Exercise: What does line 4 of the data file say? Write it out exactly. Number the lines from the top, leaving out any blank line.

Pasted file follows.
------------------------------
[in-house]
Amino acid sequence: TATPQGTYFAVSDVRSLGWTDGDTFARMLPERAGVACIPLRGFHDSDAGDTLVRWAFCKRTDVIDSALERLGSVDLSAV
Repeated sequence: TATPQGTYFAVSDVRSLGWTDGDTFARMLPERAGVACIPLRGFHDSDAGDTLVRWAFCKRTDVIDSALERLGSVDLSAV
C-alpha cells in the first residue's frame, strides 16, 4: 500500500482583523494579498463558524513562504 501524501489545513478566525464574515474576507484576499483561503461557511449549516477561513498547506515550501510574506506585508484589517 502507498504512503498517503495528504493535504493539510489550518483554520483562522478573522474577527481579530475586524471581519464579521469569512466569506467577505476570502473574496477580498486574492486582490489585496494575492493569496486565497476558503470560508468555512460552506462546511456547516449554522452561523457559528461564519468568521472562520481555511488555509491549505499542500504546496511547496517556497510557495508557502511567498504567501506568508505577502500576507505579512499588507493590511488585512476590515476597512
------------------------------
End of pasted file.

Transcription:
C-alpha cells in the first residue's frame, strides 16, 4: 500500500482583523494579498463558524513562504 501524501489545513478566525464574515474576507484576499483561503461557511449549516477561513498547506515550501510574506506585508484589517 502507498504512503498517503495528504493535504493539510489550518483554520483562522478573522474577527481579530475586524471581519464579521469569512466569506467577505476570502473574496477580498486574492486582490489585496494575492493569496486565497476558503470560508468555512460552506462546511456547516449554522452561523457559528461564519468568521472562520481555511488555509491549505499542500504546496511547496517556497510557495508557502511567498504567501506568508505577502500576507505579512499588507493590511488585512476590515476597512